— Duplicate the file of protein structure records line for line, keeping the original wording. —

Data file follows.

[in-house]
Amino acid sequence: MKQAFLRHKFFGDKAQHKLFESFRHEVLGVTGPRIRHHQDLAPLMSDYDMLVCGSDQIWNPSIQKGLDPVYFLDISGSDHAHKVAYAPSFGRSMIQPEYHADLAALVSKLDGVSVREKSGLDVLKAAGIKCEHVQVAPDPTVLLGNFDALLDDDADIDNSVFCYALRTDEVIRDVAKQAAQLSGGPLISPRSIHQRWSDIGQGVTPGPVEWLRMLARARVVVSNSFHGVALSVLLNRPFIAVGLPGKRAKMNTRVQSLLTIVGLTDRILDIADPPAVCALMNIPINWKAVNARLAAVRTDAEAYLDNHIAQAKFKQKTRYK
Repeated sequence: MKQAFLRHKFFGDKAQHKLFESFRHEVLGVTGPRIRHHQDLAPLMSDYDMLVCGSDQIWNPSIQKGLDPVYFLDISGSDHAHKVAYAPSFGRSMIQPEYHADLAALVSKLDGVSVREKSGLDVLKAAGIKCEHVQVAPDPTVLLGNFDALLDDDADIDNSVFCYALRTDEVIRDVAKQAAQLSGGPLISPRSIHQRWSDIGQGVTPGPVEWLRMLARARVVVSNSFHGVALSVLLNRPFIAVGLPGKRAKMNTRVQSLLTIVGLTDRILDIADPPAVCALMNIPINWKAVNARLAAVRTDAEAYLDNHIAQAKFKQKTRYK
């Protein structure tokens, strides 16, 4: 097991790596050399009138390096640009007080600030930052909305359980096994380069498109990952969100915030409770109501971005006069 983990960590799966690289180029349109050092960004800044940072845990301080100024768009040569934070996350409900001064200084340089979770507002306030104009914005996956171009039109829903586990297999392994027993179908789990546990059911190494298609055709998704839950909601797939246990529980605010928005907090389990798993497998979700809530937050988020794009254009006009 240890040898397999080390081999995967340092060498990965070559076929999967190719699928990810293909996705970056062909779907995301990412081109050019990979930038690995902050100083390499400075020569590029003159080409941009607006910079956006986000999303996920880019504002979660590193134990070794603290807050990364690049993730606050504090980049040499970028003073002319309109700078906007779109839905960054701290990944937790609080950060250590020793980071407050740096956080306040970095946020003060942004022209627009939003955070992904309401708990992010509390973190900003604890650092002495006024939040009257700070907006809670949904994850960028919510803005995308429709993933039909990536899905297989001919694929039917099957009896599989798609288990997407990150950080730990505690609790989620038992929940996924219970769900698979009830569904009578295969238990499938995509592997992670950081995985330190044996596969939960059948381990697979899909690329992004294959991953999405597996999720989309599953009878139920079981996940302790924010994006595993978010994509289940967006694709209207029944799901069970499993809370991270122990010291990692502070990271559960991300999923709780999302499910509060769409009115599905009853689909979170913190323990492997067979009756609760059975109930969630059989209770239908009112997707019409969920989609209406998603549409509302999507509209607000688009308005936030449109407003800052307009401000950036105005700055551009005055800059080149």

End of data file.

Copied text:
[in-house]
Amino acid sequence: MKQAFLRHKFFGDKAQHKLFESFRHEVLGVTGPRIRHHQDLAPLMSDYDMLVCGSDQIWNPSIQKGLDPVYFLDISGSDHAHKVAYAPSFGRSMIQPEYHADLAALVSKLDGVSVREKSGLDVLKAAGIKCEHVQVAPDPTVLLGNFDALLDDDADIDNSVFCYALRTDEVIRDVAKQAAQLSGGPLISPRSIHQRWSDIGQGVTPGPVEWLRMLARARVVVSNSFHGVALSVLLNRPFIAVGLPGKRAKMNTRVQSLLTIVGLTDRILDIADPPAVCALMNIPINWKAVNARLAAVRTDAEAYLDNHIAQAKFKQKTRYK
Repeated sequence: MKQAFLRHKFFGDKAQHKLFESFRHEVLGVTGPRIRHHQDLAPLMSDYDMLVCGSDQIWNPSIQKGLDPVYFLDISGSDHAHKVAYAPSFGRSMIQPEYHADLAALVSKLDGVSVREKSGLDVLKAAGIKCEHVQVAPDPTVLLGNFDALLDDDADIDNSVFCYALRTDEVIRDVAKQAAQLSGGPLISPRSIHQRWSDIGQGVTPGPVEWLRMLARARVVVSNSFHGVALSVLLNRPFIAVGLPGKRAKMNTRVQSLLTIVGLTDRILDIADPPAVCALMNIPINWKAVNARLAAVRTDAEAYLDNHIAQAKFKQKTRYK
């Protein structure tokens, strides 16, 4: 097991790596050399009138390096640009007080600030930052909305359980096994380069498109990952969100915030409770109501971005006069 983990960590799966690289180029349109050092960004800044940072845990301080100024768009040569934070996350409900001064200084340089979770507002306030104009914005996956171009039109829903586990297999392994027993179908789990546990059911190494298609055709998704839950909601797939246990529980605010928005907090389990798993497998979700809530937050988020794009254009006009 240890040898397999080390081999995967340092060498990965070559076929999967190719699928990810293909996705970056062909779907995301990412081109050019990979930038690995902050100083390499400075020569590029003159080409941009607006910079956006986000999303996920880019504002979660590193134990070794603290807050990364690049993730606050504090980049040499970028003073002319309109700078906007779109839905960054701290990944937790609080950060250590020793980071407050740096956080306040970095946020003060942004022209627009939003955070992904309401708990992010509390973190900003604890650092002495006024939040009257700070907006809670949904994850960028919510803005995308429709993933039909990536899905297989001919694929039917099957009896599989798609288990997407990150950080730990505690609790989620038992929940996924219970769900698979009830569904009578295969238990499938995509592997992670950081995985330190044996596969939960059948381990697979899909690329992004294959991953999405597996999720989309599953009878139920079981996940302790924010994006595993978010994509289940967006694709209207029944799901069970499993809370991270122990010291990692502070990271559960991300999923709780999302499910509060769409009115599905009853689909979170913190323990492997067979009756609760059975109930969630059989209770239908009112997707019409969920989609209406998603549409509302999507509209607000688009308005936030449109407003800052307009401000950036105005700055551009005055800059080149």